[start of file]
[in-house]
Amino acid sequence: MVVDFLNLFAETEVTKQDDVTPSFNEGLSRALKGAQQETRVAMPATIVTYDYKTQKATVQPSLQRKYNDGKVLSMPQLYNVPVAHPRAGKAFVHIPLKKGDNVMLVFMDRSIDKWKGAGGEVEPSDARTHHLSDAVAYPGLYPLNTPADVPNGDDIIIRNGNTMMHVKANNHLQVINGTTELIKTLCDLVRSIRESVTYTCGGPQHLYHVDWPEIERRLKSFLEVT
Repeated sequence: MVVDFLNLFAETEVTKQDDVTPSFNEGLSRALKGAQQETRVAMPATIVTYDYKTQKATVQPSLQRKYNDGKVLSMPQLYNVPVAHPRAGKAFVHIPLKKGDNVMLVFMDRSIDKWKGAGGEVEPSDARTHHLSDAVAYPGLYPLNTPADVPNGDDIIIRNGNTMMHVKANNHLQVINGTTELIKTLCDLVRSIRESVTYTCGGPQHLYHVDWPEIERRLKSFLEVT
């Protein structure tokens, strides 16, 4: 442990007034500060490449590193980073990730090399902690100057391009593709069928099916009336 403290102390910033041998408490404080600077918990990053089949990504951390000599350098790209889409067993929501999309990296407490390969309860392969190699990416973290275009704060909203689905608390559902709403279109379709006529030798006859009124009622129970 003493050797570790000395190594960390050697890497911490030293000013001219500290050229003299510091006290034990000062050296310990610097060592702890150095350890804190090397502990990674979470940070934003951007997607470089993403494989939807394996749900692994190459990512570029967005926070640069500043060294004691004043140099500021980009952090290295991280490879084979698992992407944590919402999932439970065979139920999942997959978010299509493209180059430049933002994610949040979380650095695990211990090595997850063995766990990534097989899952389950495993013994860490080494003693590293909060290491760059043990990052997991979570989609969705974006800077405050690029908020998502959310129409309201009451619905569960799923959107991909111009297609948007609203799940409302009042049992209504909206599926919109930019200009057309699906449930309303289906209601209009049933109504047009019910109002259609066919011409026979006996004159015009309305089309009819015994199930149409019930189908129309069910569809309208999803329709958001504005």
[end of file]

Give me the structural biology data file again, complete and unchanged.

[in-house]
Amino acid sequence: MVVDFLNLFAETEVTKQDDVTPSFNEGLSRALKGAQQETRVAMPATIVTYDYKTQKATVQPSLQRKYNDGKVLSMPQLYNVPVAHPRAGKAFVHIPLKKGDNVMLVFMDRSIDKWKGAGGEVEPSDARTHHLSDAVAYPGLYPLNTPADVPNGDDIIIRNGNTMMHVKANNHLQVINGTTELIKTLCDLVRSIRESVTYTCGGPQHLYHVDWPEIERRLKSFLEVT
Repeated sequence: MVVDFLNLFAETEVTKQDDVTPSFNEGLSRALKGAQQETRVAMPATIVTYDYKTQKATVQPSLQRKYNDGKVLSMPQLYNVPVAHPRAGKAFVHIPLKKGDNVMLVFMDRSIDKWKGAGGEVEPSDARTHHLSDAVAYPGLYPLNTPADVPNGDDIIIRNGNTMMHVKANNHLQVINGTTELIKTLCDLVRSIRESVTYTCGGPQHLYHVDWPEIERRLKSFLEVT
């Protein structure tokens, strides 16, 4: 442990007034500060490449590193980073990730090399902690100057391009593709069928099916009336 403290102390910033041998408490404080600077918990990053089949990504951390000599350098790209889409067993929501999309990296407490390969309860392969190699990416973290275009704060909203689905608390559902709403279109379709006529030798006859009124009622129970 003493050797570790000395190594960390050697890497911490030293000013001219500290050229003299510091006290034990000062050296310990610097060592702890150095350890804190090397502990990674979470940070934003951007997607470089993403494989939807394996749900692994190459990512570029967005926070640069500043060294004691004043140099500021980009952090290295991280490879084979698992992407944590919402999932439970065979139920999942997959978010299509493209180059430049933002994610949040979380650095695990211990090595997850063995766990990534097989899952389950495993013994860490080494003693590293909060290491760059043990990052997991979570989609969705974006800077405050690029908020998502959310129409309201009451619905569960799923959107991909111009297609948007609203799940409302009042049992209504909206599926919109930019200009057309699906449930309303289906209601209009049933109504047009019910109002259609066919011409026979006996004159015009309305089309009819015994199930149409019930189908129309069910569809309208999803329709958001504005």